By Kez Casey



More than just a new model, the 2016 Great Wall Steed marks the relaunch of the Great Wall brand in Australia, moving from third-party import to factory-backed operation, with the aftersales support to match.

And this ute knows its place. It’s a worker, a tool of the trade, priced to please accountants but equipped to keep workers happy. It’s got it’s work cut out, if it’s to make a mark against the likes of Navara, HiLux, D-Max et al, in such a tough sector.

Great Wall Steed


With one specification, picking your Great Wall Steed should be simple – you can choose a 4×2 petrol, 4×2 diesel, or 4×4 diesel – and that’s it.

For the time being the Steed is only available as a dual cab pick-up, with a six-speed manual. There is no auto, no single cab, no cab-chassis – at least not yet, but Great Wall promises that more work-ready models will be coming next year, and an auto is a little further down the track.

Beneath the skin the Steed makes use of a proven mechanical set. It’s broadly based upon the underpinnings of the V200 and V240 series utes sold here previously, along with other known elements like Bosch stability control and a Borg Warner transfer case (on 4×4 models).

Great Wall Steed Interior
Great Wall Steed engine

“Beneath the skin the Steed makes use of a proven mechanical set.”


  • Standard Equipment: Single-zone climate control, artificial leather trim, heated front seats, powered driver’s seat, leather-wrapped steering wheel, side steps, rear sports bar, tubliner, power windows, auto-dimming rear view mirror, LED tail lights, front fog lights, 16-inch alloy wheels
  • Infotainment: CD player, AM/FM radio, USB and Aux inputs, Bluetooth phone and audio streaming, six-speaker audio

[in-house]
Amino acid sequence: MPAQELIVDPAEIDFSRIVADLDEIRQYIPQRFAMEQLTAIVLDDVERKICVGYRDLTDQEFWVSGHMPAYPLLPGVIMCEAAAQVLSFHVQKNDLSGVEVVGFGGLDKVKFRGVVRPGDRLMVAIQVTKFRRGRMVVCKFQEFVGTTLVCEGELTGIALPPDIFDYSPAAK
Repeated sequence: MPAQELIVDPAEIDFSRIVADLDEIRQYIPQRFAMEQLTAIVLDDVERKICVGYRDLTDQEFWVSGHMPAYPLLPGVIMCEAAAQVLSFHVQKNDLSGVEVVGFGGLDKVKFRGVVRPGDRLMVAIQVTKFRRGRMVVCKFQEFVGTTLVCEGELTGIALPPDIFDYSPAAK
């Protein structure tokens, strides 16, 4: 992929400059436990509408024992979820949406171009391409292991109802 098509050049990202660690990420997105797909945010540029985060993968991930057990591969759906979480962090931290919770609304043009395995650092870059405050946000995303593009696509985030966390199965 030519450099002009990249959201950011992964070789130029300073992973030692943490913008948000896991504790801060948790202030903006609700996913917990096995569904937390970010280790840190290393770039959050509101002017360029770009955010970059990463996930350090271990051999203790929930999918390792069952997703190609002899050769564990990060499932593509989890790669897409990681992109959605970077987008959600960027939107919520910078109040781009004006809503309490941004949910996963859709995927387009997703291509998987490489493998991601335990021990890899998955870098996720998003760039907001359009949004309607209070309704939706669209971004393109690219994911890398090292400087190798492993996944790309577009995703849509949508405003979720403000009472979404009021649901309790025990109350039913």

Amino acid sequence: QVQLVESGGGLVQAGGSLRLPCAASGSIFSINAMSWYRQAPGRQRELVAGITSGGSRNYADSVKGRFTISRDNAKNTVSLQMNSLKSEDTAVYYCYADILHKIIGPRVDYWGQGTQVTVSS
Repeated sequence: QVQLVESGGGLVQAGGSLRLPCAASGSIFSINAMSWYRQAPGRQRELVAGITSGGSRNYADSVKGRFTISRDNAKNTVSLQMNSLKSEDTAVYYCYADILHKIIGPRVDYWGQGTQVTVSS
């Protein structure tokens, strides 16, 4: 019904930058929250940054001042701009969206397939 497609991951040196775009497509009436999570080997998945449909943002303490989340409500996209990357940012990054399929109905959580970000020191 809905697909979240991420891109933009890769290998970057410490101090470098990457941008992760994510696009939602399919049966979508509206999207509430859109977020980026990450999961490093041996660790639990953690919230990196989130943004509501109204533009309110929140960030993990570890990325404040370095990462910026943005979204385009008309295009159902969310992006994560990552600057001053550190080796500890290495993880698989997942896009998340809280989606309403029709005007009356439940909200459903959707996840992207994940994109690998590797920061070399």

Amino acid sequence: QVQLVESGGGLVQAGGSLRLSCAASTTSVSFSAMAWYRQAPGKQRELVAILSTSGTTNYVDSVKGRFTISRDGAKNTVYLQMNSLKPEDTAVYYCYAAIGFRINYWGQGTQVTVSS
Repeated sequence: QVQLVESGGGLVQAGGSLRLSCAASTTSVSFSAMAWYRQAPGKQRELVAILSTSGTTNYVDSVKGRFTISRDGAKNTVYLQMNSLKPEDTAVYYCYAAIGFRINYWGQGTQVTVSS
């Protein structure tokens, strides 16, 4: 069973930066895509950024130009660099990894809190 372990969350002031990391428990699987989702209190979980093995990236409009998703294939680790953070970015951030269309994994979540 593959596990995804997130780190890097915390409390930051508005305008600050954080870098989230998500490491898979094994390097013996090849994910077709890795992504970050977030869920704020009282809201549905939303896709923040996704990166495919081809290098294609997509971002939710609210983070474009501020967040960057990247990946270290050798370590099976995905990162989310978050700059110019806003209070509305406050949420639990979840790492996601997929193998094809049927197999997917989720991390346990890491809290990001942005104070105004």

• Options Available: Touchscreen infotainment with satellite navigation and reverse camera $1000
  • Payload: 1010kg petrol, 1020kg diesel

Great Wall describes the Steed as “a workman’s best friend”; inside you’ll find single-zone climate control, a powered driver’s seat, auto dimming mirror, and auto lights and wipers… hardly base work-spec.

There’s also full-floor carpet, artificial leather trim, heated front seats, and a leather-wrapped steering wheel with audio and cruise control buttons.

Vision in all directions is very good, and even the rear chrome bar that obscures the lower section of the rear window doesn’t cause any problems with rear vision, although there is no rear camera (only reverse radar) but GWM tells us a reversing camera should become available next year. Otherwise, it’s a matter of finding an after-market item and having it fitted, something we’d recommend.

The rear seats, in common with most crew cab utes, are more upright than passengers might like, and accessing them requires considerable contortion to get knees past the B-pillar (it will be worse for tall people, one of which I am not). If there’s a third passenger back there, he or she will be very snug between the other two, but at least restrained by a three-point seatbelt.

The fitting of some panels and the carpet in particular is a little slap-dash but overall, the Steed is on a par with most of the competition.

Great Wall Steed
Great Wall Steed tray

The dash design is contemporary though not cutting-edge, and there were no visible issues with fit and finish, which bodes well for Great Wall’s initial quality impressions.

Some of the interior surfaces don’t quite feel as though they have the heft and solidity of more established ute offerings, and there’s no denying that it feels maybe a little basic in construction.

But not every ute needs to be premium, and as Ford and Volkswagen battle for a premium feel to the accommodation, you will sometimes feel like you need to take your Blunnies off before you get in. The Steed arrives as a decent reminder that work utes should be for work.